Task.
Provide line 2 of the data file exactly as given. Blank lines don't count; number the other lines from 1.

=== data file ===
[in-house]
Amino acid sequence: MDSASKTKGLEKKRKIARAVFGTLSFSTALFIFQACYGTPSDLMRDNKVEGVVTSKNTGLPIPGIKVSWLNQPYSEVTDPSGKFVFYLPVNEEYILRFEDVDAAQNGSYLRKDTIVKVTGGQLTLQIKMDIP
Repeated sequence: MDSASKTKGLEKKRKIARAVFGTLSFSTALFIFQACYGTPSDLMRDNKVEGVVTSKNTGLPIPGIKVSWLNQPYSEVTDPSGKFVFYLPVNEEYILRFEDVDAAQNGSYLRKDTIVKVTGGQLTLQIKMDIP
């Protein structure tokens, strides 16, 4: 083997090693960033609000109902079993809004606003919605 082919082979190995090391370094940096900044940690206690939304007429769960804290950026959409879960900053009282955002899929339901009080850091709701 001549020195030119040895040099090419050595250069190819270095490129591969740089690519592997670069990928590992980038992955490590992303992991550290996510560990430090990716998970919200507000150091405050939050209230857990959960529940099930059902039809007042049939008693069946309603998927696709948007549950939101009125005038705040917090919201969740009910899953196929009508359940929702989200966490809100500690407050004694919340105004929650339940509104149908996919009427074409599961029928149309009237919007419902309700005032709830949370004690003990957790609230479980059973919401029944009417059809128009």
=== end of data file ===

Amino acid sequence: MDSASKTKGLEKKRKIARAVFGTLSFSTALFIFQACYGTPSDLMRDNKVEGVVTSKNTGLPIPGIKVSWLNQPYSEVTDPSGKFVFYLPVNEEYILRFEDVDAAQNGSYLRKDTIVKVTGGQLTLQIKMDIP